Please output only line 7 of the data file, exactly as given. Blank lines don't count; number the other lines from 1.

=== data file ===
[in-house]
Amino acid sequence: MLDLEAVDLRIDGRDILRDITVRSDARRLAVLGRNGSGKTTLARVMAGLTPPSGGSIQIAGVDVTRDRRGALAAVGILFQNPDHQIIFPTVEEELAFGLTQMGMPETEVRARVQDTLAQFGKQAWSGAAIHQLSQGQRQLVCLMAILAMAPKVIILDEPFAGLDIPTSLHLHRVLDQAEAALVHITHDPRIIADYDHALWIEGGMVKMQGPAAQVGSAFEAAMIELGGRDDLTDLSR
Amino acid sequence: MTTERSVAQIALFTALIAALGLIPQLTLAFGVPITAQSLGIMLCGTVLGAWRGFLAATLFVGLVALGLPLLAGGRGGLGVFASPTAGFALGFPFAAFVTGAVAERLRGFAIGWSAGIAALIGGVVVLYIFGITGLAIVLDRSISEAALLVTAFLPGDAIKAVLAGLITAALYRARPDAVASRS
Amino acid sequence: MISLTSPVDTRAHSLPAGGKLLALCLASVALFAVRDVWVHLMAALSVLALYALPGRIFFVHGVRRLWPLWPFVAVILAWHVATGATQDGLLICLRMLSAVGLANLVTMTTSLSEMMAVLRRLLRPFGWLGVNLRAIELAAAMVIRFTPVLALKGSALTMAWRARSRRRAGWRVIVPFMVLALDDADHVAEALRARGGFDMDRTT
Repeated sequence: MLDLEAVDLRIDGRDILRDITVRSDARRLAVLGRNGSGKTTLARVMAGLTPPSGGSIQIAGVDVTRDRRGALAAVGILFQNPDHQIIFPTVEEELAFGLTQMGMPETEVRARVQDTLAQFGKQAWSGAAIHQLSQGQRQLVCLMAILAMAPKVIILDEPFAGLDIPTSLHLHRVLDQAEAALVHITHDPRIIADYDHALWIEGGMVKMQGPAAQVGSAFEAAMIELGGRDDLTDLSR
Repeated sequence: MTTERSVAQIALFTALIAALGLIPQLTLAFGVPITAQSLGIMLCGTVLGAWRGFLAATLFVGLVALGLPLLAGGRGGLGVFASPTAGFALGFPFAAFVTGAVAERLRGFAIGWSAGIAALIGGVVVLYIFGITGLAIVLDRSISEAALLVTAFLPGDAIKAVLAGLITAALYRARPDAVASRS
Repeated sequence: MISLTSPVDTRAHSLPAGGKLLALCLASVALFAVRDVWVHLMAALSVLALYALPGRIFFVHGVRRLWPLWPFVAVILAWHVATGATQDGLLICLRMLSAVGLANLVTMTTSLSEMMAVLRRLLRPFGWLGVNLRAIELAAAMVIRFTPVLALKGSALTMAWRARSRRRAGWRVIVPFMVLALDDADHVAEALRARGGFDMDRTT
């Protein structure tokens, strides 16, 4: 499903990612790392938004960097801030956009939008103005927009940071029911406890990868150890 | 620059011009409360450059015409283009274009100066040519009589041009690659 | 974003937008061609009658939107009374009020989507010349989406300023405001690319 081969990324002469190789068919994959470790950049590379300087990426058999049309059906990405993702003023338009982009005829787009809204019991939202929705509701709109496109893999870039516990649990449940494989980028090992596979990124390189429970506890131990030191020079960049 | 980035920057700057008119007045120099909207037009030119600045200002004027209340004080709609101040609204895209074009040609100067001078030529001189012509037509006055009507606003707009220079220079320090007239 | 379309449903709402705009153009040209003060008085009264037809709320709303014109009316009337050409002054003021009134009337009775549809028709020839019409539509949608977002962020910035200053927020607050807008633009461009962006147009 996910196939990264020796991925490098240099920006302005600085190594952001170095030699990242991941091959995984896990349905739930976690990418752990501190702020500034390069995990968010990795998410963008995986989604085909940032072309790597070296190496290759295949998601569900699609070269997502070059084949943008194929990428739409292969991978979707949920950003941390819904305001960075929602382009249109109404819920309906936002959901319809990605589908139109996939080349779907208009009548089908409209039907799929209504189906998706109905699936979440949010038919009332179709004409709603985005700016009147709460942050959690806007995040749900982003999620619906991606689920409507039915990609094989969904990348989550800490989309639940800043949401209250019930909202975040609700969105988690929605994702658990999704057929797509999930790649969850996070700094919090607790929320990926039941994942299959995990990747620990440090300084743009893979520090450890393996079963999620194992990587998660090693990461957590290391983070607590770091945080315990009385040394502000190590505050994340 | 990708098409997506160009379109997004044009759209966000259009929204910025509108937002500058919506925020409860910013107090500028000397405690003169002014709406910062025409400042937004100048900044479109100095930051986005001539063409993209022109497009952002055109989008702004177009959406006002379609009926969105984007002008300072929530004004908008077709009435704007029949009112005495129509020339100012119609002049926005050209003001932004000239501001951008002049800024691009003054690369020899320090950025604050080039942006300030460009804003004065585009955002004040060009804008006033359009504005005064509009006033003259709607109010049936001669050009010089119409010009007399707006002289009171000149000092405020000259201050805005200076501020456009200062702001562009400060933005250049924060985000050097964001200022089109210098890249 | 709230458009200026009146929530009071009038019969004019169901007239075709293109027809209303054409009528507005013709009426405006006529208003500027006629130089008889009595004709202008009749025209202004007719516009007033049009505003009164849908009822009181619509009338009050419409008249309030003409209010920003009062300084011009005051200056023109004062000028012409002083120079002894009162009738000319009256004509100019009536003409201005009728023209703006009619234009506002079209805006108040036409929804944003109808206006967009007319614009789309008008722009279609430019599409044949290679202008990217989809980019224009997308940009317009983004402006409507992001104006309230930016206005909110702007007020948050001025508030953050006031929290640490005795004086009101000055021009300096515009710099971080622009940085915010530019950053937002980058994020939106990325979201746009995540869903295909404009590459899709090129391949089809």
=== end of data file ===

Repeated sequence: MISLTSPVDTRAHSLPAGGKLLALCLASVALFAVRDVWVHLMAALSVLALYALPGRIFFVHGVRRLWPLWPFVAVILAWHVATGATQDGLLICLRMLSAVGLANLVTMTTSLSEMMAVLRRLLRPFGWLGVNLRAIELAAAMVIRFTPVLALKGSALTMAWRARSRRRAGWRVIVPFMVLALDDADHVAEALRARGGFDMDRTT